How do you feel about books written from multiple POV's?

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klbritt
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How do you feel about books written from multiple POV's?

Post by klbritt » September 23rd, 2014, 9:49 pm

I have had one of my MS completed now for about 2 years, and after a couple rounds of edits and a small round of unsuccessful queries, I've decided to rewrite the story. I LOVE the story and I feel it has a unique place in the YA industry. After starting the rewriting process, the story seemed to be better told from the POV's of two of my main characters, rather than only 1. How do you as a reader feel about this?

Have you written any of your novels this way?

Do you have any tips for writing multiple character POV (especially so one doesn't give away the farm by using both characters)?

Thanks!!
~Kristie

-: Outside of a dog, a book is man's best friend. Inside of a dog it's too dark to read - Groucho Marx :-

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polymath
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Re: How do you feel about books written from multiple POV's?

Post by polymath » September 25th, 2014, 10:57 pm

Stories with more than one viewpoint for young adult readers focus on themes relevant for young adult issues, the theme the interest of greatest appeal. However, one character should have a greater role than the other character or characters in at least one area, so readers care most about that character. If two characters are co-protagonists, they also should be different in strong ways. Male-female, dominant-submissive, moral-amoral, naive-savvy, by distinguishable degrees, multi-dimensionally, so that they compliment each other's strengths and weaknesses. Single viewpoint character novels appeal more to readers generally, younger readers more than older readers, though.

The Harry Potter novels focused on Potter, though Weasley and Granger as well appealed to reader segments more than Potter, as did Dumbledore and others. The stories kept in touch with Potter though others came into the spotlight from time to time. "Keep in touch" is a crucial feature for multiple viewpoint stories, and single viewpoint stories, more novels than short stories, for which multiple viewpoints are challenging to write and challenging to read. C.J. Cherryh is where "keep in touch," KIT, comes from as a writing theory.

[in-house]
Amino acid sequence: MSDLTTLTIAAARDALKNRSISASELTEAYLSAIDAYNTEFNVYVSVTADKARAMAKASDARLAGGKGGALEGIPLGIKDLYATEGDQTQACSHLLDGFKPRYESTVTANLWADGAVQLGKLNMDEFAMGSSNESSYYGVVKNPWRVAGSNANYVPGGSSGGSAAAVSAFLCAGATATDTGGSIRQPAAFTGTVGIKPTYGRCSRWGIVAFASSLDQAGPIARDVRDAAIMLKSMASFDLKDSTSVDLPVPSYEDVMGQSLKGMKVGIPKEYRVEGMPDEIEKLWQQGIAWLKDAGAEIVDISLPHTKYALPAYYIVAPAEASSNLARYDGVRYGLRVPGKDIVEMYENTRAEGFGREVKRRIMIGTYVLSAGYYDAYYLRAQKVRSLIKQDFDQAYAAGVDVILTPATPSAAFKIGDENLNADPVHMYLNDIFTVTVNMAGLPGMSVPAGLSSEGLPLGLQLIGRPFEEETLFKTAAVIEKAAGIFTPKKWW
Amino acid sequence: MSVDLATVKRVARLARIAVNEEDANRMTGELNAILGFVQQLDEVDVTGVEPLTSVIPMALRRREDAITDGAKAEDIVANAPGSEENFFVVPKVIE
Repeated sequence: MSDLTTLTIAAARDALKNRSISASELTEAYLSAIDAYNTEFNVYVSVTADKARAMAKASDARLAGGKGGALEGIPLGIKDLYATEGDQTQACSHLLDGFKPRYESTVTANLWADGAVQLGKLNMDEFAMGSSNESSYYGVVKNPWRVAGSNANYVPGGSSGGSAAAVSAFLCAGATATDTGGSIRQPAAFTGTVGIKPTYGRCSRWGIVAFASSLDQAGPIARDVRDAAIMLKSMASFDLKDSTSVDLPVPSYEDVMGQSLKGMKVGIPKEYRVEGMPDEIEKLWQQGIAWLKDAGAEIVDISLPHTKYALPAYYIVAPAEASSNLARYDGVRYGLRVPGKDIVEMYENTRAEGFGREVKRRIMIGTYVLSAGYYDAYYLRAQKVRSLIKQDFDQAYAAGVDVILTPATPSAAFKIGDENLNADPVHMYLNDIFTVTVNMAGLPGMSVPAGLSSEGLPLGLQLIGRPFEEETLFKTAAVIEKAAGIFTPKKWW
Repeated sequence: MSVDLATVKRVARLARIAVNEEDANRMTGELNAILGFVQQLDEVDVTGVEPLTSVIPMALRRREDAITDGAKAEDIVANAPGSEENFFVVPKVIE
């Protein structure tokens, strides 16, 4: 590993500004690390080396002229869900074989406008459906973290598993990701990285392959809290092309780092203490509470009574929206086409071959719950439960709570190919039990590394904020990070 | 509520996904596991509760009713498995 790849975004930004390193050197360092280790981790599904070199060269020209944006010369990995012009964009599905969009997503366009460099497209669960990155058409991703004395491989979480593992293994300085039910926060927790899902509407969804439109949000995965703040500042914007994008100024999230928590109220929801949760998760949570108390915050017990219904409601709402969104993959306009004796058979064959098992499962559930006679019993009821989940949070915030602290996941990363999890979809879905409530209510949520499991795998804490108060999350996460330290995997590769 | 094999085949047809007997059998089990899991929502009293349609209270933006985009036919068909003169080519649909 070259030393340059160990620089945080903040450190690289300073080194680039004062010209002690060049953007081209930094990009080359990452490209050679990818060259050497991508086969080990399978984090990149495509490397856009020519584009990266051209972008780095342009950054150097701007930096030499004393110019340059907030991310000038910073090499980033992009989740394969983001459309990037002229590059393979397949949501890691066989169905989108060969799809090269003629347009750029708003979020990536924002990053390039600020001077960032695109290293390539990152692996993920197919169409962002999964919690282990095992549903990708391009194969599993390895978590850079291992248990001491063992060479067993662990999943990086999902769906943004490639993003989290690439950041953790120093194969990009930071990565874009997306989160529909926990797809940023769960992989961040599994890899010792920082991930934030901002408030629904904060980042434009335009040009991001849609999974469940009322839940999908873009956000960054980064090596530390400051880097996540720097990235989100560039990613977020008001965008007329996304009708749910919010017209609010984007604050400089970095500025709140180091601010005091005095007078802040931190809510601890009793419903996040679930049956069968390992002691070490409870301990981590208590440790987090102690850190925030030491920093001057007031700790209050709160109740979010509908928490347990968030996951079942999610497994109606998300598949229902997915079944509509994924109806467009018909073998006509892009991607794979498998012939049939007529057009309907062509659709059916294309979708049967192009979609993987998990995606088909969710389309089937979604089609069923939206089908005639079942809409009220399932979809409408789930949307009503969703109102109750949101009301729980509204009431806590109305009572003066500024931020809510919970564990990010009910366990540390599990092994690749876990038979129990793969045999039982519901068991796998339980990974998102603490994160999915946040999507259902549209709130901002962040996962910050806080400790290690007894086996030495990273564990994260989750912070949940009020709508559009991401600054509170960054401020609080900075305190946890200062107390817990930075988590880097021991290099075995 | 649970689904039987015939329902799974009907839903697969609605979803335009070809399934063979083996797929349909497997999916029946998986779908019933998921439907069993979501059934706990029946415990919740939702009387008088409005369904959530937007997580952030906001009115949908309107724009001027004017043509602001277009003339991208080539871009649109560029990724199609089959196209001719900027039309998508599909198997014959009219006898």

One strategy for multiple viewpoint characters puts each in contest for the same goal, though at times at cross purposes, at times in concert, though not as nemeses. A nemesis opponent is one who along with a protagonist contests for a goal that only one can satisfy. A love interest with two suitors, for example, can only be won by one of the suitors. Only one person can become the richest person in the world, for another example. The goal is key in either case, nemesis and allies strive for the same goal. Then three main characters, one a villain, or one a nemesis, and two others.

A way to work with multiple viewpoints is to give them a single goal both cooperate to achieve. Conflict provides a guide for their cooperation. For example, both want the same outcome, different strategies for accomplishing it though, that cause them to clash at times, cooperate at other times. Life or death as a conflict, both are threatened by the same villain, for example. Conflict is the opposition of outcomes and stakes that characters face. Both want to live, the villain wants them dead, they cooperate so they might live. Life or death is one conflict of probably many possible. Acceptance or rejection, riches or rags, salvation or damnation, success or failure generally, inclusion or exclusion, comfort or strife, safety or danger, glory or ignominy, fame or mediocrity, love or indifference, sanity or madness, normal or abnormal, family or career, gainful life or wasted life, creativity or dullness, satisfaction or crisis, passion or apathy. And so on.

Ideally, decide what the multiple viewpoint characters' shared goal is, what problems get in the way of meeting the goal, what differences the characters have, identify the conflict's opposing outcomes and opposing stakes, related to young adult issues--no reason a multiple viewpoint novel cannot appeal to its intended audience.
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FarawayHammer
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Re: How do you feel about books written from multiple POV's?

Post by FarawayHammer » October 8th, 2014, 10:49 pm

Polymath's detailed reply is fabulous, not much I can add. As a reader I enjoy multiple POV books, whether they feature the goodie/baddie contrast of crime thrillers or the way different people interpret the same events. The latter point fascinates me anyhow, so like anything it comes down to personal preference.

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